I MOURN Harry Dean Stanton who eight weeks ago died aged 91, after a 200-title acting career beginning with an uncredited part in a 1956 B-Western. In this, his penultimate role (a supporting role in […]
JILL Sullivan has performed throughout Australia and has an extensive concert, chamber and recital repertoire. This concert was her first appearance for Art Song Canberra.
She sang songs with a night theme that showed the full range of her beautiful mezzo-soprano voice and she was accompanied on piano by frequent Art Song performer, Alan Hicks. They were joined for certain pieces by violist, Robert Harris.
Sullivan sang songs by a wide range of composers including Handel, Schubert, Brahms, Mahler, Debussy and Respighi. She gave particularly interesting introductions to each of the groups of songs.
The concert commenced with Handel’s “O sleep” from “Semelee”, which she sang with great sensitivity. She followed this with two songs by Franz Schubert, “Night and Dreams” and “The Wanderer’s Night Song”, giving both a hauntingly beautiful quality.
Next on the program were two songs for contralto and viola with piano by Johannes Brahms. Sullivan gave a deeply reflective and moving performance of these songs and the viola accompaniment by Robert Harris was superb.
The combination of piano, voice and viola made the second song, “Sacred Lullaby”, one of the highlights of the concert.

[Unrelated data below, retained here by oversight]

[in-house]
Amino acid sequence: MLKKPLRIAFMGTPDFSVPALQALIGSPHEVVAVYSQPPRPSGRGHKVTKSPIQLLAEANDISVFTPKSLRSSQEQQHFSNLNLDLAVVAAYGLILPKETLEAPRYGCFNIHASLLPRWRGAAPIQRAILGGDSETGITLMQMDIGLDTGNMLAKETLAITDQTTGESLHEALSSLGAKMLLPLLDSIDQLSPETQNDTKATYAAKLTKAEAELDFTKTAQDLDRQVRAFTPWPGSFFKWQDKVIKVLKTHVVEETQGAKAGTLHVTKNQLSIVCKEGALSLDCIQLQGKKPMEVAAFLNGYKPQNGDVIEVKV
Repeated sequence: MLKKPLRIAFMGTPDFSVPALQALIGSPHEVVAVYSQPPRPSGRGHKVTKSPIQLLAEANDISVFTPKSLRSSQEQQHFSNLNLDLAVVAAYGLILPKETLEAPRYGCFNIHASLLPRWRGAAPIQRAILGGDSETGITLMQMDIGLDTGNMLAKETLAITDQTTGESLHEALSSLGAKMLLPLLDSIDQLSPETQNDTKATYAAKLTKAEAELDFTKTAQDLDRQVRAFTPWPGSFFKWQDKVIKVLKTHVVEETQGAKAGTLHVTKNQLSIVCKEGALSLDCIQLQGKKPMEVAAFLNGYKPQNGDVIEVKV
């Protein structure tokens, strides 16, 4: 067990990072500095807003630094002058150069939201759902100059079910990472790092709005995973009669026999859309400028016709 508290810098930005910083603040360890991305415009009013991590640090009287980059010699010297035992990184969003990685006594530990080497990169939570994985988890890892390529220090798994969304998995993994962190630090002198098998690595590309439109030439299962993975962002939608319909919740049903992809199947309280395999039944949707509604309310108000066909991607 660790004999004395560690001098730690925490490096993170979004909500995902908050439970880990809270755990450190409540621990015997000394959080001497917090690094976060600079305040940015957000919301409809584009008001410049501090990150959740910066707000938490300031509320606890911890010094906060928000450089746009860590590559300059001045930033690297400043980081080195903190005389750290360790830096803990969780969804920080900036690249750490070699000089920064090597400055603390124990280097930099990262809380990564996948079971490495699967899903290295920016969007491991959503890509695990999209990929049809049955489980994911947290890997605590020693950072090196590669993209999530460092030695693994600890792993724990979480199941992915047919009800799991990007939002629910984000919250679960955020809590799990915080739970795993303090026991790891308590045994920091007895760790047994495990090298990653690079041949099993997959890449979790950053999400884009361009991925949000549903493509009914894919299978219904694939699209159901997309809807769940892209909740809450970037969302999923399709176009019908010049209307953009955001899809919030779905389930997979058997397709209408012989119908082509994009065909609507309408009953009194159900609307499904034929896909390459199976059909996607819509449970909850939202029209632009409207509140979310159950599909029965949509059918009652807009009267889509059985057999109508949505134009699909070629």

Other highlights included “At Midnight” by Hugo Wolf, a highly atmospheric piece that was sung by Sullivan with great feeling, Debussy’s “Beautiful Evening”, “Dearest Night” by Bachalet and the delightful final song of the program, “Where Flamingoes Fly” by Spoliansky.
Robert Harris and Alan Hicks played two sets of music for viola and piano only, starting with two pieces from Shubert’s “Die Winterreise”, transcribed for viola by Roger Benedict. In the second half of the concert they played two songs from “Five Popular Argentinian Songs” by Alberto Ginastera, which had a restrained passionate edge that was quite thrilling. Both sets of songs were played extremely well.
Although all of the songs presented had a night theme, it was a concert of great variety that was stimulating and musically satisfying and enjoyable.